Transfer of mineral rights

I’m new here and I’ll try to cut to the chase but with appropriate detail.

A great aunt died in 1953 and left a will which had a codicil assigning some mineral rights to several people. (My twin brother and I are the only ones of the 1953 bunch who are still alive as far as we can tell. We’re 72.)

Currently, my brother and sister own almost all the surface land and during several transfers of different parcels, including the 1954 probate upon our aunt’s death, NO mineral rights were ever deeded separately from surface rights to anyone.

Now, the entire parcel (210 acres) has been contracted (2 ½ years ago!) to be sold and there’re complications. The realtor who listed the property added on the For Sale advertisement (without consultation or permission) that mineral rights were included. In clearing the purchase, the buyer questioned the ownership of the mineral rights, the distribution of which was mentioned in the will. So, by now a year and a half has been spent trying to sort out the issue.

The distribution of mineral rights pertained to 12 people, one of whom was already deceased but his share was awarded to “his deceased children” and, so far, we don’t know who they are. Nor do we know all the progeny of several of the deceased beneficiaries. Now the contract with the gravel company who was extracting gravel from the property had been “closed”, 1953 or ’54 - There is a document releasing the contract. - prior to our aunt’s death and she had collected all the proceeds before her death.

And, finally, the will was probated during the year after our aunt’s death, 1954, with no apparent complications. BUT, there is no mention in the probate documents of any distribution of mineral rights. They’re only mentioned in the original 1950 will and the 1952 codicil.

Just wondering if any of you have suggestions as to how to proceed to clear this matter up. (A lawyer has been retained, but, frankly, his idea that we need to find ALL the descendants and have them release their interests seems an unnecessary bother and expense. Shouldn’t all that have been handled at probate over 60 years ago?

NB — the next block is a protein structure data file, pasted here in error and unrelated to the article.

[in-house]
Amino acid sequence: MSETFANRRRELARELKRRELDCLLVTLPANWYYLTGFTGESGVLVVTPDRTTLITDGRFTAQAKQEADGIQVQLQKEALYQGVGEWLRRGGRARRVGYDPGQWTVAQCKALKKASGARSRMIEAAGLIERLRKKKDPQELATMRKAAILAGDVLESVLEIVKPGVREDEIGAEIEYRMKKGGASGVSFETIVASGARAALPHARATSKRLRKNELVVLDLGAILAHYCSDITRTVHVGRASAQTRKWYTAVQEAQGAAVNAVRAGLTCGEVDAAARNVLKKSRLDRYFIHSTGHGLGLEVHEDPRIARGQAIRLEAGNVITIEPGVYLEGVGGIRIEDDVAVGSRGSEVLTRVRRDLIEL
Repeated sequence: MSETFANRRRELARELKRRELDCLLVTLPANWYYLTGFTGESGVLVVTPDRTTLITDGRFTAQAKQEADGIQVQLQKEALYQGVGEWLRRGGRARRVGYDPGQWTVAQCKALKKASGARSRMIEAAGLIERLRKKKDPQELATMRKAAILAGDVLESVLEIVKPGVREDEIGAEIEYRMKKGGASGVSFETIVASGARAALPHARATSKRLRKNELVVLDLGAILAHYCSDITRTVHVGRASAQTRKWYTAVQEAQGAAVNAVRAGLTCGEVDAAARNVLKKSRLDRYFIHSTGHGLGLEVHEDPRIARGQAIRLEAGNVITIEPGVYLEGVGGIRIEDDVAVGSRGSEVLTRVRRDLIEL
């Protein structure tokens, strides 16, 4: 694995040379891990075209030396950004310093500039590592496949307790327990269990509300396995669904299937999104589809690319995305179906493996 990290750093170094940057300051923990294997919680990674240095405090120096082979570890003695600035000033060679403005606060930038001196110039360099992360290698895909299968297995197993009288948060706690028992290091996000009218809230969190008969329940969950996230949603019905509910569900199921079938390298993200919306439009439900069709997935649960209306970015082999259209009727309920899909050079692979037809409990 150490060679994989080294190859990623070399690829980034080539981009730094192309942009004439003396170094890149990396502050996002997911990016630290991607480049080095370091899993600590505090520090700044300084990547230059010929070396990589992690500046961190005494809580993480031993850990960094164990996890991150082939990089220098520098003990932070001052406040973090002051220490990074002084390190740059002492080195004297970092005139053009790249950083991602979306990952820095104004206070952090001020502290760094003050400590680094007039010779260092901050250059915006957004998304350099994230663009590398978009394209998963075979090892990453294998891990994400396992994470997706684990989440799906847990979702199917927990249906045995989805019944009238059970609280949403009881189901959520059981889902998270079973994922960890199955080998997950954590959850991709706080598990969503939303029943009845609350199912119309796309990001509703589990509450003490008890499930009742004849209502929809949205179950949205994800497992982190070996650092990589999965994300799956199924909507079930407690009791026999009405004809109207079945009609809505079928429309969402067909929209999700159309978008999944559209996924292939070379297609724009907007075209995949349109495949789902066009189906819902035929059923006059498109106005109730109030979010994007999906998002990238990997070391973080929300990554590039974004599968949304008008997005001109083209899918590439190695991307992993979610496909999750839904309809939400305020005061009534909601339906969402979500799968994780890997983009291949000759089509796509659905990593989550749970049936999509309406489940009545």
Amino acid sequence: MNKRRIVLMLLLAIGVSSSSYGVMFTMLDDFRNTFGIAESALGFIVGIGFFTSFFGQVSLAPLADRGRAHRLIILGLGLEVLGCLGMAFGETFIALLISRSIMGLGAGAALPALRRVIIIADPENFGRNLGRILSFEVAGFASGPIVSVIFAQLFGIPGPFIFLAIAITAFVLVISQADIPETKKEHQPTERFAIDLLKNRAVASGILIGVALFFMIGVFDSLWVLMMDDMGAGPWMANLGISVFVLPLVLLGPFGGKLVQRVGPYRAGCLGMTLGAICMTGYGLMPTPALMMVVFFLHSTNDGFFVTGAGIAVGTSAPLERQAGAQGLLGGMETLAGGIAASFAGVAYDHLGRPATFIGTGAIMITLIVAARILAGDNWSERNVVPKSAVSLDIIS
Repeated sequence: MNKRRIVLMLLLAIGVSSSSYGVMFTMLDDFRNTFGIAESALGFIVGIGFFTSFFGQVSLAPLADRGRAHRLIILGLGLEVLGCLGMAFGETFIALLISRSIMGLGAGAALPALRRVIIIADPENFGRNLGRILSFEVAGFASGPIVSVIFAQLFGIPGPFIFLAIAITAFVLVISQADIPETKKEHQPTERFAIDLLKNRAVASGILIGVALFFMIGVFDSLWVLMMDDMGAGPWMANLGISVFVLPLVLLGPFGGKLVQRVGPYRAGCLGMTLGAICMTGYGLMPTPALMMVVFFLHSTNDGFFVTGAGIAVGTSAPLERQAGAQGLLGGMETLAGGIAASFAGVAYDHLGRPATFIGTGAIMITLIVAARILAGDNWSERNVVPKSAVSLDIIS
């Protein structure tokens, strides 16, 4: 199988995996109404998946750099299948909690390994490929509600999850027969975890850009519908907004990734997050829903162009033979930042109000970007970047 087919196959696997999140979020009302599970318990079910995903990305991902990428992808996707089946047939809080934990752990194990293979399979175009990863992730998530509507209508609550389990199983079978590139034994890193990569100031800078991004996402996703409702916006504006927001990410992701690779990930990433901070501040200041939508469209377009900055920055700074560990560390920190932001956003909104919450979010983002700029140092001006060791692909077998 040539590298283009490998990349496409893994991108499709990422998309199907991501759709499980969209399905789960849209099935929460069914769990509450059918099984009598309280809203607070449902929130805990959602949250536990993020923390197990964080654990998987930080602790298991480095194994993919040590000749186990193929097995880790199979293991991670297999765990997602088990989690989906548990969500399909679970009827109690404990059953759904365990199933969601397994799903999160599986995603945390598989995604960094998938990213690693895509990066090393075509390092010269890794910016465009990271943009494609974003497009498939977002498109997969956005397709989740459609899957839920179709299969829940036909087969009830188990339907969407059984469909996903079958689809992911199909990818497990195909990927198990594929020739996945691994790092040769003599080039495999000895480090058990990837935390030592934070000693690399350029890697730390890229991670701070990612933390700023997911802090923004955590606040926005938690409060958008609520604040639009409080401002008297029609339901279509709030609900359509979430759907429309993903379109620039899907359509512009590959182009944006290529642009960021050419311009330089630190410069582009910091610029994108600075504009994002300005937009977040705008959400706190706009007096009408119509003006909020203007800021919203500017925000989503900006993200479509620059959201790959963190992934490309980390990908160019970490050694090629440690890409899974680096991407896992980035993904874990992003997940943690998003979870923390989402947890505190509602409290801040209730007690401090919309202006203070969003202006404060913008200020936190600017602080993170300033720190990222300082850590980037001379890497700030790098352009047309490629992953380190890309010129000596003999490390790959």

The land is in South Carolina and extraction of gravel (mineral) ceased in 1952 or ’53 with no further excavation and no other mineral deals since.

If clarification is needed, please email me back.

Thanks, in advance.

This is an example of a lesson to be learned by everyone with real property interests. From your description, it may be that the executor and attorney decided in the 1950's that it was too expensive to find the mineral owners and properly distribute the estate. Many families are in similar circumstances when family decided not to file ancillary probate in other states based on the low value of mineral rights at the time of death. No one considers the ultimate legal and financial ramifications to the heirs 60 years later. Of course, since some heir(s) died before your aunt, she could share some blame because she failed to update her will. Regardless, you are now paying the price. Your attorney seems to be giving you good advice for the steps necessary to clear the title for sale of the surface and minerals. There are landmen and related websites which trace family and descendants. And it will cost the sellers money. A lot depends on state law and the circumstances. To fail to find the heirs and ask for releases means that the sellers are trying to take all the property (mineral) rights from them and take the value for themselves. It is the responsibility of all heirs and family to keep records, follow and question wills and probate and ask for timely information. You may feel that this is not fair and a burden, especially considering how young you were at the time of your aunt's death. But the adults in the family should have done this work and their irresponsibility is now your problem. It is understandable that the buyer wants clean title to the property. They cannot lease the minerals without clear title.